Maternal Trait Anxiety Predicts Infant Stress Reactivity via Caregiving Behaviors

Aran, Özlü
Maternal caregiving behaviors are one of the most important factors preparing the infant to life outside. So far quality of maternal sensitivity has been found to shape stress reactivity of infants through biological changes in brain regions related to stress in the rat. That is, an intergenerational transmission of stress reactivity from mother to infants occurs by means of maternal sensitivity. Studies with human mother-infant dyads, although limited, imply a similar relationship. Hence, the current study aims to investigate if the link between maternal anxiety and infant stress reactivity is mediated by maternal sensitivity in infants between the ages of 8 and 13 months. Sixty mother-infant dyads participated in the study. All participants were visited at home setting for approximately 3 hours. Maternal anxiety was measured with the State-Trait Anxiety Inventory (STAI) and infant stress reactivity with soothability and falling reactivity subscales of the Infant Behavior Questionnaire (IBQ). Maternal sensitivity was assessed with the Maternal Behavior Q-Set (MBQS) following naturalistic observations. The results demonstrated that while maternal trait anxiety predicted infant stress reactivity, maternal sensitivity did not. Rather than global sensitivity, specific caregiving behaviors related to infant soothability and reactivity mediated the relationship between maternal trait anxiety and infant stress reactivity. Therefore, results indicated that an intergenerational transmission of stress reactivity through caregiving behaviors might be present in humans as well. Future studies should further investigate this issue via observational and biological measures of infant stress reactivity.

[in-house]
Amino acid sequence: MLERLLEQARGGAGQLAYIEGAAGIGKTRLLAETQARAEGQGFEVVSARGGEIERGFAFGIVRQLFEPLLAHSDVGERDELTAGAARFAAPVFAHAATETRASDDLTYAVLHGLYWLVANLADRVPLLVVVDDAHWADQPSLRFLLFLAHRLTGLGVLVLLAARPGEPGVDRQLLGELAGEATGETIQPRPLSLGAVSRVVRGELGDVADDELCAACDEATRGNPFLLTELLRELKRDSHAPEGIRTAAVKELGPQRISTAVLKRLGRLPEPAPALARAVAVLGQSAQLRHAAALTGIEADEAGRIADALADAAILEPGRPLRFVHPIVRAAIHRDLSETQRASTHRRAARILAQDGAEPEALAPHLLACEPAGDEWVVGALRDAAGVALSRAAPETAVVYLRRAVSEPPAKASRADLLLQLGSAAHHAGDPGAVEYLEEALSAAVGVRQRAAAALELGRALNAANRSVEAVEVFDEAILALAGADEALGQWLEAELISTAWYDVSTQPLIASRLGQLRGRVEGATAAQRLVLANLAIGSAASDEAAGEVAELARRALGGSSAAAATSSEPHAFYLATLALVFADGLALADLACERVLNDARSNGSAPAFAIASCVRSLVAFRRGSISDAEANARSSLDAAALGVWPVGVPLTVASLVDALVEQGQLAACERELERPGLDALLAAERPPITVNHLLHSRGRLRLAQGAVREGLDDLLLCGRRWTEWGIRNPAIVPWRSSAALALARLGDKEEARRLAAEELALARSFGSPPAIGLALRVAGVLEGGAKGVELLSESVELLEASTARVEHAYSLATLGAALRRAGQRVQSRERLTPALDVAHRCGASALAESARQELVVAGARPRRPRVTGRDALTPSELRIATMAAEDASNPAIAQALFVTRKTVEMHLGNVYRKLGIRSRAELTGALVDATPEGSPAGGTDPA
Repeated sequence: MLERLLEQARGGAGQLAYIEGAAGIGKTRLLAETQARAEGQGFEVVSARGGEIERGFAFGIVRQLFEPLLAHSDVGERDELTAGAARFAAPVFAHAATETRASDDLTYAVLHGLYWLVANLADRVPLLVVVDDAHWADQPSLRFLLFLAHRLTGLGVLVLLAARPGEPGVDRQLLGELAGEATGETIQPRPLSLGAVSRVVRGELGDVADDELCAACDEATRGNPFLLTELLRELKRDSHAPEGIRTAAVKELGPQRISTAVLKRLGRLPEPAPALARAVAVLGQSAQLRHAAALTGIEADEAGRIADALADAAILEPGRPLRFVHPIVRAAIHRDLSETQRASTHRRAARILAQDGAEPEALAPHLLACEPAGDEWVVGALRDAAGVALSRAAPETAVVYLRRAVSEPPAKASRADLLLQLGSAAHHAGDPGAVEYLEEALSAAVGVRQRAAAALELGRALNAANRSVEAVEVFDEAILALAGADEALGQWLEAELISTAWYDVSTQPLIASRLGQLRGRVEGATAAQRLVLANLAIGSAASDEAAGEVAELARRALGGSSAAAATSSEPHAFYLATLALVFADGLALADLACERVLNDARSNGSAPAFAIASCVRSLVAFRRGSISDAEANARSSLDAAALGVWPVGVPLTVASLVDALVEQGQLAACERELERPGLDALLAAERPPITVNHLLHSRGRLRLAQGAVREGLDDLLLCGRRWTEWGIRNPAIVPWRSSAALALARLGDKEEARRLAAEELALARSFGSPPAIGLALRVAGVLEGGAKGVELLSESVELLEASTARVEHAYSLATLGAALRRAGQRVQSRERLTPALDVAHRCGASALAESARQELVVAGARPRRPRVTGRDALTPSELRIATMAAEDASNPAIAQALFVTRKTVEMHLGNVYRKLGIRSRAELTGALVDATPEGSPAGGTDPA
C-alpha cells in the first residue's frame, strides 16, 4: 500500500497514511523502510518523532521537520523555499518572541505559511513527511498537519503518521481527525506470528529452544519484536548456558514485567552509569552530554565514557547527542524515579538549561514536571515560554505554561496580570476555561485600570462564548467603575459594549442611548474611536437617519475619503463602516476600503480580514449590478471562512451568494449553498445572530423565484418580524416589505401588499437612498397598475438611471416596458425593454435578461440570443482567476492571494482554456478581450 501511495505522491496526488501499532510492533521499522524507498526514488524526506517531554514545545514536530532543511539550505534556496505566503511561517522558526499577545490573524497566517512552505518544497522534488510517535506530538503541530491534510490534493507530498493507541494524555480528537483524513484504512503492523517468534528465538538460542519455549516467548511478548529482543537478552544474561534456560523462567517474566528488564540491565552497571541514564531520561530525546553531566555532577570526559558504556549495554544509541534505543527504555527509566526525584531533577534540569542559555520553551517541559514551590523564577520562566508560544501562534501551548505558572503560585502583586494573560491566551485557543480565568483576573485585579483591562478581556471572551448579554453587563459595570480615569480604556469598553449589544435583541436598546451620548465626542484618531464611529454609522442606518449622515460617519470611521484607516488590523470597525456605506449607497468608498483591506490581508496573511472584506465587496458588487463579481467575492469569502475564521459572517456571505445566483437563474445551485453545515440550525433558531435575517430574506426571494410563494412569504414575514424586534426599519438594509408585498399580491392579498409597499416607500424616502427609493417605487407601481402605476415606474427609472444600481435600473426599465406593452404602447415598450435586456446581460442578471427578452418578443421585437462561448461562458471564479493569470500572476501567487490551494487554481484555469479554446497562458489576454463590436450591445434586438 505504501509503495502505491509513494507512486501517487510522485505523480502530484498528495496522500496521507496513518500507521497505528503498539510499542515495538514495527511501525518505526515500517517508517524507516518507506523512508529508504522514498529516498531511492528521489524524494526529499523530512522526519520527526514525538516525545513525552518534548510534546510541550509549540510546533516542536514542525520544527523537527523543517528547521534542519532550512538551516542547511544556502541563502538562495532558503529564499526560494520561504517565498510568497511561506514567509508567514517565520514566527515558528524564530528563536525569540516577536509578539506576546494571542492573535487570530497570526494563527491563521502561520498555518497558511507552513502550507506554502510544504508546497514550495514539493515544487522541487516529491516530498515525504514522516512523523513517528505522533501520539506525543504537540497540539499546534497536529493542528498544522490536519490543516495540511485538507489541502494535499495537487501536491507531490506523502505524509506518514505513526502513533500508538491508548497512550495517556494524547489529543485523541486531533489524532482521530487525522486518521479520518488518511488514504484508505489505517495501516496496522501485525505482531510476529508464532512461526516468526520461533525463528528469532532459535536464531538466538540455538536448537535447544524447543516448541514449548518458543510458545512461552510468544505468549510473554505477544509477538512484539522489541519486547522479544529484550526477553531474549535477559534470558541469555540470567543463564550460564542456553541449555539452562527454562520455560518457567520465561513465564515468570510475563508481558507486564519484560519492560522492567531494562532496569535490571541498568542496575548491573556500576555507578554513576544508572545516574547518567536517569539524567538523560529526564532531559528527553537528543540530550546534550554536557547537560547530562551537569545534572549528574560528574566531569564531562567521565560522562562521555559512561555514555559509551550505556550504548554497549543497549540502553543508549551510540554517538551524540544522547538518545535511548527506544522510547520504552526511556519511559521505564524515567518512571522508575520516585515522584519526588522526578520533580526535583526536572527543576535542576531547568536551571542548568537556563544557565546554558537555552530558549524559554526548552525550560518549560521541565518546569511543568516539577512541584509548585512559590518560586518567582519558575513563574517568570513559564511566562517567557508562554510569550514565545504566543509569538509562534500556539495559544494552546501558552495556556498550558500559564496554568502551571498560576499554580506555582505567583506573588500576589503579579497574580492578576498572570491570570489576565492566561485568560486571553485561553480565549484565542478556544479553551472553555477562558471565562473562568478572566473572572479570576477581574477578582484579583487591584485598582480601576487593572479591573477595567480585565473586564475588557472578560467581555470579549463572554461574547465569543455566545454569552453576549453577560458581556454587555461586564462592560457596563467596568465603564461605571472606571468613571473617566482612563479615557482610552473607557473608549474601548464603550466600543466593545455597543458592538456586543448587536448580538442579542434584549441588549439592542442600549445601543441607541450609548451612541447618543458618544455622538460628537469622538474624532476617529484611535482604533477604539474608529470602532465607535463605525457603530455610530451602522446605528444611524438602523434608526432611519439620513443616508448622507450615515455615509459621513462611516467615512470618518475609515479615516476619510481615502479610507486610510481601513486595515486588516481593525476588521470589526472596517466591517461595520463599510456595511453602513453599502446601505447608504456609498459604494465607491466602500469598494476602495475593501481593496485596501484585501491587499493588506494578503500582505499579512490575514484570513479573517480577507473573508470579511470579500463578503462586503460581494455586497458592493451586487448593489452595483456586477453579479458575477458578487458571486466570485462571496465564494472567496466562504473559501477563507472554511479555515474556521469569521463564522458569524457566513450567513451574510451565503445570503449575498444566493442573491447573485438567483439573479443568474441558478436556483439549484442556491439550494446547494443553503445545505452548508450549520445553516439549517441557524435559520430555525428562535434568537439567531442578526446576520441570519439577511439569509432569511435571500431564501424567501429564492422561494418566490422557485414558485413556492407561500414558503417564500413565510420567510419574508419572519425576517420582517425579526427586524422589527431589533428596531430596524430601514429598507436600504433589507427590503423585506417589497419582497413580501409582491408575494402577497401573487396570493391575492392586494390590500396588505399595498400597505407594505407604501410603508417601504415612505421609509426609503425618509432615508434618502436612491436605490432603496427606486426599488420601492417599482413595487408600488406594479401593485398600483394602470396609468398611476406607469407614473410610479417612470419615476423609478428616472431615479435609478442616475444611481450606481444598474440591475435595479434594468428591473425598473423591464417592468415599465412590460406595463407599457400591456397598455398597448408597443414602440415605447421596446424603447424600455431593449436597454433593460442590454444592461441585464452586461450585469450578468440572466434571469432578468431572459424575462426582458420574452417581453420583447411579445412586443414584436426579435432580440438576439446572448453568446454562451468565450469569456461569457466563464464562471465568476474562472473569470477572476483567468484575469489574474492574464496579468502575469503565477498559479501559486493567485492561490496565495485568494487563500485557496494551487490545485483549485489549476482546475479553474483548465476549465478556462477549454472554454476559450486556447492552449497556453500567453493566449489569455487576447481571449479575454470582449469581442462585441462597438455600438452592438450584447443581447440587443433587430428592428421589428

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Citation Formats
Ö. Aran, “Maternal Trait Anxiety Predicts Infant Stress Reactivity via Caregiving Behaviors,” M.S. - Master of Science, Middle East Technical University, 2015.